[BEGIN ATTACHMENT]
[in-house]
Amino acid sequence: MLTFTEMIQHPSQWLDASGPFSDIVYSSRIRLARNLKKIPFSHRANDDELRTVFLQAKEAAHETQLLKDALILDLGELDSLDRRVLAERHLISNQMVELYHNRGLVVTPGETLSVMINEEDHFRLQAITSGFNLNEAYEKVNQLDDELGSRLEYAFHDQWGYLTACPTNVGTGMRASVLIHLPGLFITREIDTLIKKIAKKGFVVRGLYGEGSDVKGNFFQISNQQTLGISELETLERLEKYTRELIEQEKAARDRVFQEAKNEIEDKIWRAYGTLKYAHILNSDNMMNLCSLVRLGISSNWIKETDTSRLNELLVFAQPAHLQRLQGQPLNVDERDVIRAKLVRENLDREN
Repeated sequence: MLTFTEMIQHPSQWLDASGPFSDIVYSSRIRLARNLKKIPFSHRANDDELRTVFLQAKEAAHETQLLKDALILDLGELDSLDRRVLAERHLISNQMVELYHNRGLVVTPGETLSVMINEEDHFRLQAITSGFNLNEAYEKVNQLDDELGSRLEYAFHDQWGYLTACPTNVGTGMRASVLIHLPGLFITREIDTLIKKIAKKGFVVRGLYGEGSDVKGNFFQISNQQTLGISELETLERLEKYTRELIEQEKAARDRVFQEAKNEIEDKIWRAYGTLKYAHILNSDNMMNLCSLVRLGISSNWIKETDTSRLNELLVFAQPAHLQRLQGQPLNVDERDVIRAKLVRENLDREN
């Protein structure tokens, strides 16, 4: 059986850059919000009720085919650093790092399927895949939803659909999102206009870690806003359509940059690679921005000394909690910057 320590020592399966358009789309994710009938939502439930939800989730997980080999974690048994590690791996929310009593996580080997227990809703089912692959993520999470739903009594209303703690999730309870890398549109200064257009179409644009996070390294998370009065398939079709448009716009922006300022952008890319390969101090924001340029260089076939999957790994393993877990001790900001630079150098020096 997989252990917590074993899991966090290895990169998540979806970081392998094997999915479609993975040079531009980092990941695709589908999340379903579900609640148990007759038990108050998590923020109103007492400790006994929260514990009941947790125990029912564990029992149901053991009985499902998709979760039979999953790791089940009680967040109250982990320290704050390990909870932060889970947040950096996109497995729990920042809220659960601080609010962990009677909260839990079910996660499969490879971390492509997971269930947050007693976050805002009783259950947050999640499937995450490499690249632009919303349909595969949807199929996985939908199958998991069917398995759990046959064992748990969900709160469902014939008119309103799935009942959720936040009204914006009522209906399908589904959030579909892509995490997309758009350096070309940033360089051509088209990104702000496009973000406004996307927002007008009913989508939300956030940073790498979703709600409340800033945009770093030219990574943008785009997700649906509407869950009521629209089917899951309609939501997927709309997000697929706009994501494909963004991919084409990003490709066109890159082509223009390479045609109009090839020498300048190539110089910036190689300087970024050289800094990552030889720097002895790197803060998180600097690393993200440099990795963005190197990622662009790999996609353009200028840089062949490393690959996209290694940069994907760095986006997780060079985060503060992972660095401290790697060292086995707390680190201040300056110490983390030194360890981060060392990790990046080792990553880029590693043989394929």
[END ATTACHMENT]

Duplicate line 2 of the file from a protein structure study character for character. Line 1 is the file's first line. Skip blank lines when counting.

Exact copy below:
Amino acid sequence: MLTFTEMIQHPSQWLDASGPFSDIVYSSRIRLARNLKKIPFSHRANDDELRTVFLQAKEAAHETQLLKDALILDLGELDSLDRRVLAERHLISNQMVELYHNRGLVVTPGETLSVMINEEDHFRLQAITSGFNLNEAYEKVNQLDDELGSRLEYAFHDQWGYLTACPTNVGTGMRASVLIHLPGLFITREIDTLIKKIAKKGFVVRGLYGEGSDVKGNFFQISNQQTLGISELETLERLEKYTRELIEQEKAARDRVFQEAKNEIEDKIWRAYGTLKYAHILNSDNMMNLCSLVRLGISSNWIKETDTSRLNELLVFAQPAHLQRLQGQPLNVDERDVIRAKLVRENLDREN